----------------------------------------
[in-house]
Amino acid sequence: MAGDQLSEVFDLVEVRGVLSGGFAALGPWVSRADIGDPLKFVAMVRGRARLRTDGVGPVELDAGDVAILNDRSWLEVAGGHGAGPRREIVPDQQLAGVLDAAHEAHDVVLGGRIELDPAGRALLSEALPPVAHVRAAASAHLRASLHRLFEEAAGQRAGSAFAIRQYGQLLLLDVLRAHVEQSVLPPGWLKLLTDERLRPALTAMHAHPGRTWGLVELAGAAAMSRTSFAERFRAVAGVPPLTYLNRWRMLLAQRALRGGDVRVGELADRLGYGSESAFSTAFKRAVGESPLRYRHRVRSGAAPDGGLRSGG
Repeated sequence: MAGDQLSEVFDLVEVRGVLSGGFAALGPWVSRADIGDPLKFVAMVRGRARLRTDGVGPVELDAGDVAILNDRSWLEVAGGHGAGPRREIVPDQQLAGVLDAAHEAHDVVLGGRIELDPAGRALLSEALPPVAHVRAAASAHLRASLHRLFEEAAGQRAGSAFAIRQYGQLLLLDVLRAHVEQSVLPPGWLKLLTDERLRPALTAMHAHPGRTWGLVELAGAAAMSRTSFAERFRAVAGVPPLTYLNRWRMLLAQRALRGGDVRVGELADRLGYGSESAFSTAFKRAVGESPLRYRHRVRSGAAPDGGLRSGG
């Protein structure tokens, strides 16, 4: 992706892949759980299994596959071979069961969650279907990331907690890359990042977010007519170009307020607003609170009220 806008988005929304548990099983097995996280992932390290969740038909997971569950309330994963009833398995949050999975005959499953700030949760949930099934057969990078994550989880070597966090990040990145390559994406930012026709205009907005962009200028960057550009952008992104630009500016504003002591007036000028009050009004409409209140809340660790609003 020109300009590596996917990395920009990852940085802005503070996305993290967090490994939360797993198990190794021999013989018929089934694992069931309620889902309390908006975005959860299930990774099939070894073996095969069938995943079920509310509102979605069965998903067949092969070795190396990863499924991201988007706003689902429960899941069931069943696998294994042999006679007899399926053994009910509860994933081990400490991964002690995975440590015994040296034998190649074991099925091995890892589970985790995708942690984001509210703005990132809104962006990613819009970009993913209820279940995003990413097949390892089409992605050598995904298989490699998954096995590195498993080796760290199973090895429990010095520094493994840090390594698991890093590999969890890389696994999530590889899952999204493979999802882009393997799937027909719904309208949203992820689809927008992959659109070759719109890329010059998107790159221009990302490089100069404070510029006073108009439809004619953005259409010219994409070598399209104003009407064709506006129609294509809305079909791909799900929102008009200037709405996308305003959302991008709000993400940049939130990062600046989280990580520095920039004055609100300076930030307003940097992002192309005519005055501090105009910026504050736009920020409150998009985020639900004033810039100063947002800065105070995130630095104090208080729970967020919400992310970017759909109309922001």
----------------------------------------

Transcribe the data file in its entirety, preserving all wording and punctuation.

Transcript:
[in-house]
Amino acid sequence: MAGDQLSEVFDLVEVRGVLSGGFAALGPWVSRADIGDPLKFVAMVRGRARLRTDGVGPVELDAGDVAILNDRSWLEVAGGHGAGPRREIVPDQQLAGVLDAAHEAHDVVLGGRIELDPAGRALLSEALPPVAHVRAAASAHLRASLHRLFEEAAGQRAGSAFAIRQYGQLLLLDVLRAHVEQSVLPPGWLKLLTDERLRPALTAMHAHPGRTWGLVELAGAAAMSRTSFAERFRAVAGVPPLTYLNRWRMLLAQRALRGGDVRVGELADRLGYGSESAFSTAFKRAVGESPLRYRHRVRSGAAPDGGLRSGG
Repeated sequence: MAGDQLSEVFDLVEVRGVLSGGFAALGPWVSRADIGDPLKFVAMVRGRARLRTDGVGPVELDAGDVAILNDRSWLEVAGGHGAGPRREIVPDQQLAGVLDAAHEAHDVVLGGRIELDPAGRALLSEALPPVAHVRAAASAHLRASLHRLFEEAAGQRAGSAFAIRQYGQLLLLDVLRAHVEQSVLPPGWLKLLTDERLRPALTAMHAHPGRTWGLVELAGAAAMSRTSFAERFRAVAGVPPLTYLNRWRMLLAQRALRGGDVRVGELADRLGYGSESAFSTAFKRAVGESPLRYRHRVRSGAAPDGGLRSGG
């Protein structure tokens, strides 16, 4: 992706892949759980299994596959071979069961969650279907990331907690890359990042977010007519170009307020607003609170009220 806008988005929304548990099983097995996280992932390290969740038909997971569950309330994963009833398995949050999975005959499953700030949760949930099934057969990078994550989880070597966090990040990145390559994406930012026709205009907005962009200028960057550009952008992104630009500016504003002591007036000028009050009004409409209140809340660790609003 020109300009590596996917990395920009990852940085802005503070996305993290967090490994939360797993198990190794021999013989018929089934694992069931309620889902309390908006975005959860299930990774099939070894073996095969069938995943079920509310509102979605069965998903067949092969070795190396990863499924991201988007706003689902429960899941069931069943696998294994042999006679007899399926053994009910509860994933081990400490991964002690995975440590015994040296034998190649074991099925091995890892589970985790995708942690984001509210703005990132809104962006990613819009970009993913209820279940995003990413097949390892089409992605050598995904298989490699998954096995590195498993080796760290199973090895429990010095520094493994840090390594698991890093590999969890890389696994999530590889899952999204493979999802882009393997799937027909719904309208949203992820689809927008992959659109070759719109890329010059998107790159221009990302490089100069404070510029006073108009439809004619953005259409010219994409070598399209104003009407064709506006129609294509809305079909791909799900929102008009200037709405996308305003959302991008709000993400940049939130990062600046989280990580520095920039004055609100300076930030307003940097992002192309005519005055501090105009910026504050736009920020409150998009985020639900004033810039100063947002800065105070995130630095104090208080729970967020919400992310970017759909109309922001």